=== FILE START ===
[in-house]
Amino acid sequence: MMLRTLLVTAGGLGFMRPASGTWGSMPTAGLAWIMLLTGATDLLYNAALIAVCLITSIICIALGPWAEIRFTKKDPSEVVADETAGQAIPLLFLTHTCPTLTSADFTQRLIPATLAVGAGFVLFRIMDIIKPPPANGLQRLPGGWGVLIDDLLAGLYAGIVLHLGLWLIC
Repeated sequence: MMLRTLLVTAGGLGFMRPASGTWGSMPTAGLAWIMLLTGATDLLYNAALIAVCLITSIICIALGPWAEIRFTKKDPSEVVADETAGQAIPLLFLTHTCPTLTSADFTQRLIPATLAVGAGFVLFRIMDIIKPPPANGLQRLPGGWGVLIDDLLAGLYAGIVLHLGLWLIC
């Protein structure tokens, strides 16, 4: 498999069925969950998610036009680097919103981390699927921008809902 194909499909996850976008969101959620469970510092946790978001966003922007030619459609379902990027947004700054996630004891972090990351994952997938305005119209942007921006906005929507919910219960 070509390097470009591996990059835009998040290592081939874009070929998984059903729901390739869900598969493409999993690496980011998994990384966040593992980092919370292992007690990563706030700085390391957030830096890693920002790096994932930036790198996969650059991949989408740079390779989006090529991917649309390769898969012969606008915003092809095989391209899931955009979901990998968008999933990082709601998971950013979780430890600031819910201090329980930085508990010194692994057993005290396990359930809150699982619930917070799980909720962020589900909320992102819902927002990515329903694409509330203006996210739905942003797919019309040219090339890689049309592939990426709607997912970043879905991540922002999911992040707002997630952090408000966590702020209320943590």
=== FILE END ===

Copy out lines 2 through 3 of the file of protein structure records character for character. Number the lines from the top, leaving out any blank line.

Amino acid sequence: MMLRTLLVTAGGLGFMRPASGTWGSMPTAGLAWIMLLTGATDLLYNAALIAVCLITSIICIALGPWAEIRFTKKDPSEVVADETAGQAIPLLFLTHTCPTLTSADFTQRLIPATLAVGAGFVLFRIMDIIKPPPANGLQRLPGGWGVLIDDLLAGLYAGIVLHLGLWLIC
Repeated sequence: MMLRTLLVTAGGLGFMRPASGTWGSMPTAGLAWIMLLTGATDLLYNAALIAVCLITSIICIALGPWAEIRFTKKDPSEVVADETAGQAIPLLFLTHTCPTLTSADFTQRLIPATLAVGAGFVLFRIMDIIKPPPANGLQRLPGGWGVLIDDLLAGLYAGIVLHLGLWLIC